Gone crabbin’

Toronto Star, March 29, 2017 PORT JOLI, N.S.-Nova Scotia’s warm south shore is famed for beaches, surfing and the Bluenose II, but there’s a new game in town — rowing across a lagoon in Kejimkujik National Park Seaside to haul crab traps and help save the ecosystem.

First the bad news. Estuaries along the east coast of North America, from Maine up to Newfoundland, have been struggling to contain an invasive species of green crab from Asia. The crab, about the size of the palm of your hand, rips through eel grass, important habitat for fish, and pigs out on soft-shell clams, devouring dozens each a day and threatening the species (not to mention clam chowder).

Now the good news. In 2010, Parks Canada started removing the green crab, by hand, from a lagoon at Kejimkujik to see whether the eel grass and soft-shell clams would come back. It’s working. And now, the public can get in on the action.

It starts with a helmet. You wear it for a 20-minute, six-kilometre bumpy ATV ride to the lagoon where the crabs lie. You trade the helmet for a life jacket and set out in a sturdy metal rowboat. Your lovely Parks Canada guide will row if you don’t want to, while telling you everything there is to know about the green crab. For instance, they’re cannibalistic. “You’ve got to respect them,” says our guide and rower, Chris McCarthy. “They’re eating, reproducing machines. They can adapt to almost anything and eat anything.”

When that first trap comes out of the water and you hear hundreds of crabs clicking their little claws for dear life you realize you’re not a fisherman. Or a scientist. “That should be right out of a horror show!” a fellow wannabe says of the sound that makes the hair on your neck stand up.

 

When you dump the trap into a grey bin in the bottom of the boat, reaching in to pull the reluctant off the mesh, the little guys start clinging to you and well, growing on you. “They’re so cute!” the same woman says. That didn’t take long.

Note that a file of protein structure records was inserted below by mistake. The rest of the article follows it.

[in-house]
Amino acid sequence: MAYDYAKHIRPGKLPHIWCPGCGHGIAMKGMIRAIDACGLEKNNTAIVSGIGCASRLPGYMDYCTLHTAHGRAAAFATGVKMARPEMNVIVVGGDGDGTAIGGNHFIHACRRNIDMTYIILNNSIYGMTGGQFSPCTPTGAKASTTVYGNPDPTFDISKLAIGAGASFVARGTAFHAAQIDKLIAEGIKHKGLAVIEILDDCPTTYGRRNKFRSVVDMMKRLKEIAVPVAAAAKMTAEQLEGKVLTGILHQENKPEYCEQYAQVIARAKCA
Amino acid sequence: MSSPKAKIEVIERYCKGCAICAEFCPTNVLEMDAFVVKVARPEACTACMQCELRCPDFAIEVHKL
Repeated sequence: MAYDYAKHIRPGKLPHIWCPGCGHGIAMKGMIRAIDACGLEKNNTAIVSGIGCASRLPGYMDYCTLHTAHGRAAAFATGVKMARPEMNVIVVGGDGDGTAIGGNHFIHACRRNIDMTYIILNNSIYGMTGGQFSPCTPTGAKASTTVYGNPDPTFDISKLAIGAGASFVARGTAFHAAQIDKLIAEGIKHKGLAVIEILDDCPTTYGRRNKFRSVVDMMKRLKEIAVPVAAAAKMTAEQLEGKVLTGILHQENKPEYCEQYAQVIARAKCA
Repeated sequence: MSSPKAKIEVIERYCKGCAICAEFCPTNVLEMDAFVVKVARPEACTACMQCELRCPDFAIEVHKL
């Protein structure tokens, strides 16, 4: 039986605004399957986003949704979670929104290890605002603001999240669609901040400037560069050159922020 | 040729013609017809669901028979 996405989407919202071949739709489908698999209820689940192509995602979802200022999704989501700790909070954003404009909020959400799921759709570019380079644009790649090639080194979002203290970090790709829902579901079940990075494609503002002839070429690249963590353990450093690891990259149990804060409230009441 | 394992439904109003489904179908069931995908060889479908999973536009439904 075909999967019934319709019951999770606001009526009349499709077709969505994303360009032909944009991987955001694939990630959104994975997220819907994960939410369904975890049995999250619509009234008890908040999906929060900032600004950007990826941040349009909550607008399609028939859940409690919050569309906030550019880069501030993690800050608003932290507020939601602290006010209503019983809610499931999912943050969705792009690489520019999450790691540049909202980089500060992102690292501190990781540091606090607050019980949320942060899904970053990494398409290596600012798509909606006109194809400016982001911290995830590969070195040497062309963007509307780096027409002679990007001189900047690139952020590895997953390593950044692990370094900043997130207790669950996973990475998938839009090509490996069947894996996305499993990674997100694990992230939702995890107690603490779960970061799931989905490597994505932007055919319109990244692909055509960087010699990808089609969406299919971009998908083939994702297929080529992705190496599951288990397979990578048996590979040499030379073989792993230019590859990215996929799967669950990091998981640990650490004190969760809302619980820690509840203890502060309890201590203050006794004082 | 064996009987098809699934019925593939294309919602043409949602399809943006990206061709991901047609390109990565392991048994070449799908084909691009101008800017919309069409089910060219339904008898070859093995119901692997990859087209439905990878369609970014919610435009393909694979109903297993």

It takes a little longer to get the hang of carefully picking them up so you don’t get pinched as you count them. McCarthy, a resource conservation manager, grabs them by the handful, counting five or more at a time while dropping the “barrel of monkeys” into a bucket. I manage one at a time and accidentally overshoot the bucket, flicking one back in the water. If “Lucky 48” hadn’t got away, we would have had 202 crabs in our trap. The record is 1,139.

Since 2010, Parks Canada has removed 2.5 million crabs from this area, one trap at a time. They’re “dispatched” by being placed in fresh water — they can’t adapt to that — and sold as compost or bait. Eventually the crabs may end up at fancy restaurants — they’re considered a delicacy in Asia and chefs from Maine to Newfoundland are beginning to serve green crab.

We row over to some rocks to get out and eat the sandwiches we brought along. We watch kingfishers and greater yellowlegs fly by while hearing more about the green “ecosystem engineers.” Then it’s back to the boats to haul the last of the traps. The final task of the day is to pick 50 crabs at random and measure them with a little ruler.

By now we know how to spot males (they have a lighthouse shape on the underbelly) versus females (beehive shape). As we record the sex and width on a data sheet, we learn green crabs can be left or right handed, or sinistrous or dextrous as actual scientists might say.

Our afternoon’s work helping restore the ecosystem complete, we hop back in the ATVs for the ride back, stopping on St. Catherine’s beach to get sand in our toes, watch the waves crash on the rocks and enjoy the sun on our faces. “It’s hard to have a bad day out here,” says McCarthy. Unless, of course, you’re a green crab.

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